India records 656 new covid-19 cases

The Union Health Ministry reported a daily increase of 656 new COVID-19 cases in India, resulting in the active caseload rising from 3,420 to 3,742, as indicated on Sunday. Over the last 24 hours, Kerala recorded one fatality, pushing the national death toll to 533,333, with a case fatality rate of 1.18%.

Kerala, initially identified as the location of the JN.1 COVID sub-variant, registered the highest number of active cases in a single day, reaching 126. The ministry noted a surge in daily active caseloads across various states, including Telangana (11), Gujarat (10), Delhi (16), Maharashtra (35), Karnataka (96), and Gujarat (11).

According to the Centre for Disease Control and Prevention, JN.1 symptoms closely resemble seasonal influenza, making it challenging to differentiate from other Omicron sub-variants. Typical symptoms include fever, nasal discharge, cough, occasional diarrhea, and severe body ache, with an average recovery period of 2-5 days.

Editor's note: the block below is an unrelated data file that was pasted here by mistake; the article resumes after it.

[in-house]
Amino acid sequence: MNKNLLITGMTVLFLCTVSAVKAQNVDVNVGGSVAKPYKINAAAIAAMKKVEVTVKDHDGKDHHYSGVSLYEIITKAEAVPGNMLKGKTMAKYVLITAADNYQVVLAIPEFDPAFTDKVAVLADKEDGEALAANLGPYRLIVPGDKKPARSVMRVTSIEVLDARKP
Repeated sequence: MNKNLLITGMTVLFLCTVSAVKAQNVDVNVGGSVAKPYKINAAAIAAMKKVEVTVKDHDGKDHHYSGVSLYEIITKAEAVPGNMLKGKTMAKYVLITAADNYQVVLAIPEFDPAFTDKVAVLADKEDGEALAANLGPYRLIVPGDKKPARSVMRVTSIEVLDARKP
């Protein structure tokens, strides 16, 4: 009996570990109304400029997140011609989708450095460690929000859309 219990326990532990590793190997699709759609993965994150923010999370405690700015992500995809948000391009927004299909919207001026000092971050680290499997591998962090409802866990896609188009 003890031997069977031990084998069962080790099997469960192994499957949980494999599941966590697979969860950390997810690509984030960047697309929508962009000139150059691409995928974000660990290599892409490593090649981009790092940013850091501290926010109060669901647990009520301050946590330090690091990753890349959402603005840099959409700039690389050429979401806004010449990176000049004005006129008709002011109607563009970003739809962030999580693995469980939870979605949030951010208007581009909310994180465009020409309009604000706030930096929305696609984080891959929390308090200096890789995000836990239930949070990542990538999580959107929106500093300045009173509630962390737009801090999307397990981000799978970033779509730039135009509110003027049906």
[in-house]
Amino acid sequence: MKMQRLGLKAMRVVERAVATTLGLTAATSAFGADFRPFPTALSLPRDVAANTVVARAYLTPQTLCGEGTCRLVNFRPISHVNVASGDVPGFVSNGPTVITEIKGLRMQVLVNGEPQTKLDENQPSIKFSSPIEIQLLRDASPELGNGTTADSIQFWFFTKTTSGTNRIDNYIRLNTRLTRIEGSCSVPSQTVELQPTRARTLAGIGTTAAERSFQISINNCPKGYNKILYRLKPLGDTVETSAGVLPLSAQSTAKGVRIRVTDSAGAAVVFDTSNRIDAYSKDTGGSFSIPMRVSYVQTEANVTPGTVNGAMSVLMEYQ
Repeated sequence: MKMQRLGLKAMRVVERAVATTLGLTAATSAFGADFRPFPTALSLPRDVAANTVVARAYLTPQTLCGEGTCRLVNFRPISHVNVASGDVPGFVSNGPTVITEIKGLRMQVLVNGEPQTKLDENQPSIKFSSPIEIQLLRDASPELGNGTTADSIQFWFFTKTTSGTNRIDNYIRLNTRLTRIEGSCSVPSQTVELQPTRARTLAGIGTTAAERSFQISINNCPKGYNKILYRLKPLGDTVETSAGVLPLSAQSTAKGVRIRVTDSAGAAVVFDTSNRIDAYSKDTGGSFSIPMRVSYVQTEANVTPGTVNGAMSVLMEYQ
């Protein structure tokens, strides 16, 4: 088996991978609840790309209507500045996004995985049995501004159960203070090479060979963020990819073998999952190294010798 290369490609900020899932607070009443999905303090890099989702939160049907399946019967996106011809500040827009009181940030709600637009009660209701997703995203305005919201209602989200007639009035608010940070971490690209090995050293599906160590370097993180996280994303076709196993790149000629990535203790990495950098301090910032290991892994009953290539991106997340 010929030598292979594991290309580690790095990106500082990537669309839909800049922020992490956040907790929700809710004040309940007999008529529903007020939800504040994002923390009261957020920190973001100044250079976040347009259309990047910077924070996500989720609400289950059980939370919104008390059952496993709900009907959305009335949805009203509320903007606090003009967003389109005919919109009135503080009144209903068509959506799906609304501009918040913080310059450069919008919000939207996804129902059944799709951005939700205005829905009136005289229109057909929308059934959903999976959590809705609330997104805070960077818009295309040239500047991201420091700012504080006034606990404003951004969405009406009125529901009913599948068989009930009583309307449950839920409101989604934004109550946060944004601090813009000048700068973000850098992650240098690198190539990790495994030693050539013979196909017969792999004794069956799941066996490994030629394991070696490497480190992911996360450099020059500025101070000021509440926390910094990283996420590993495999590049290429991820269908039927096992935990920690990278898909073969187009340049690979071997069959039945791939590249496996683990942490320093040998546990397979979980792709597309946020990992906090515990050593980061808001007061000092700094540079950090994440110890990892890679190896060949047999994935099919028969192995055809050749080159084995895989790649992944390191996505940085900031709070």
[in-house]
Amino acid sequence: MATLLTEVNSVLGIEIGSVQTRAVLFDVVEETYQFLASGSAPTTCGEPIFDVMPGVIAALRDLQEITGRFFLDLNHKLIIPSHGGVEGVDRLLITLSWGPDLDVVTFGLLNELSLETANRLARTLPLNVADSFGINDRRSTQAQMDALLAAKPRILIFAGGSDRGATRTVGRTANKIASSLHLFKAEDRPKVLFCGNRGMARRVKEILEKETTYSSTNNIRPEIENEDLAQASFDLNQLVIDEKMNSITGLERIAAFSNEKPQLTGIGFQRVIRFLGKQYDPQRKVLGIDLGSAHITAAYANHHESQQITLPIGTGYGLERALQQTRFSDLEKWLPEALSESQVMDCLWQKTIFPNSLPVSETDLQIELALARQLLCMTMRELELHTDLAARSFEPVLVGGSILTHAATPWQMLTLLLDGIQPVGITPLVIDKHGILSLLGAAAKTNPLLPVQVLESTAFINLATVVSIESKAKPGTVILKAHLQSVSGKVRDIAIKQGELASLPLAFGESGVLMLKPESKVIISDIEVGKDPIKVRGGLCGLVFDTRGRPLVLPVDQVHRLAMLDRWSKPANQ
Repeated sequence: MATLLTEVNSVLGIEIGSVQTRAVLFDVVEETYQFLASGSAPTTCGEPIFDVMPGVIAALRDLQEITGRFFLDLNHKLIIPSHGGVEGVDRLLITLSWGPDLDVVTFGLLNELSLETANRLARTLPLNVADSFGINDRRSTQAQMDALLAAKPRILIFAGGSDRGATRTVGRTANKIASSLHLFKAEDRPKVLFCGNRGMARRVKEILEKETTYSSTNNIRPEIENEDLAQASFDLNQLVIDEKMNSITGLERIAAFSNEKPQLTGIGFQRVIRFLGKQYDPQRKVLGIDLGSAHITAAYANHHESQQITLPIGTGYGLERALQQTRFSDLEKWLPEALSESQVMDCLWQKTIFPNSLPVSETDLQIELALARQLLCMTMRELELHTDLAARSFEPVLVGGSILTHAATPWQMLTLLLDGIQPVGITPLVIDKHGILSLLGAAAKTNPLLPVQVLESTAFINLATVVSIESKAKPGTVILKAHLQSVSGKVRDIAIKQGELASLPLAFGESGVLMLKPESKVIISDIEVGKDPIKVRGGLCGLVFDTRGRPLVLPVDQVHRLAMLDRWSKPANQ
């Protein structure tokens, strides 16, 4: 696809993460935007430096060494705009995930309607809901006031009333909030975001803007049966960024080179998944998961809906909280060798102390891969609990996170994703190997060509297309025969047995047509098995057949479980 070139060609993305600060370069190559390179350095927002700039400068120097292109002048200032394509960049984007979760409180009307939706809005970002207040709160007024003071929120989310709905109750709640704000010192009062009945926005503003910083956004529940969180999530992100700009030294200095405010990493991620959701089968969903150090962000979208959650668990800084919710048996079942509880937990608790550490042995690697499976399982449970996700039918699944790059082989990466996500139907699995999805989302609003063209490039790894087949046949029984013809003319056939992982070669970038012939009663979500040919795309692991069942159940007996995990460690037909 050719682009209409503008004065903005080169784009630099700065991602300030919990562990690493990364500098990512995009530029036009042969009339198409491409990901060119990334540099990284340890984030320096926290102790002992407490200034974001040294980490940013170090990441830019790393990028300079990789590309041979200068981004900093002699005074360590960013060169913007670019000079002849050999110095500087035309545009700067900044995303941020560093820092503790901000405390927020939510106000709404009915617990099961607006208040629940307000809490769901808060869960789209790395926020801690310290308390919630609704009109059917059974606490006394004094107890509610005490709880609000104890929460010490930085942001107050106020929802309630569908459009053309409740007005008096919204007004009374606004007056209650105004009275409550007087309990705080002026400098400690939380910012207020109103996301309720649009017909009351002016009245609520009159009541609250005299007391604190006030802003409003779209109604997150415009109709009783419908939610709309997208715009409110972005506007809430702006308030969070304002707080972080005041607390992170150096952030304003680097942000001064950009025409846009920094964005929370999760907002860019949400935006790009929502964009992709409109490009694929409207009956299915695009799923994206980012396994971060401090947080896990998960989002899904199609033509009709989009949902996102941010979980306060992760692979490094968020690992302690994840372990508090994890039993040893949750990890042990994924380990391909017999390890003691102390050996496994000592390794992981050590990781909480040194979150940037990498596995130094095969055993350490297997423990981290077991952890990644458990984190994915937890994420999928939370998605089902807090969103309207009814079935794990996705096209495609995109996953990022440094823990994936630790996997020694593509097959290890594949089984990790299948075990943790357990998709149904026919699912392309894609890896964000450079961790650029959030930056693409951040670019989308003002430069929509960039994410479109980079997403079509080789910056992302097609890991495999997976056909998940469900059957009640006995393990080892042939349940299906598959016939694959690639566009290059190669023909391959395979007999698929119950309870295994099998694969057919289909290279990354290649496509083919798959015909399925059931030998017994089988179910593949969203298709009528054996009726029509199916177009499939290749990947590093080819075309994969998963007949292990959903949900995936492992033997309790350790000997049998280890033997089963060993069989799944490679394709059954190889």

Dr. Lalit Kant, former ICRM scientist, observed, “JN.1 has a higher potential for faster spread compared to BA.2.86, attributed to an additional protein spike. However, the severity is not expected to match that caused by the Delta variant.\”

Dr. NK Arora, head of India SARS-CoV-2 Genomics Consortium, stated that, despite the surge in cases, no additional vaccine dose is presently required for the JN.1 sub-variant. JN.1, with an extra spike protein, exhibits higher transmissibility compared to the long-existing BA.2.86 variant in India.

JN.1, a sub-variant of the Omicron strain of SARS-CoV-2, is a highly mutated strain derived from the BA.2.86 variant, also known as Pirola. The BA.2.86 lineage, first identified in India in August, carries over 30 mutations in the spike protein.

JN.1 and BA.2.86 share similar characteristics, differing in just one feature.

Earlier this year, in May, the WHO declassified COVID-19 as a global health emergency. Concerning the JN.1 variant, the WHO recently designated it as a “variant of interest\” due to its rapidly increasing spread but assessed its global public threat as “low.\”

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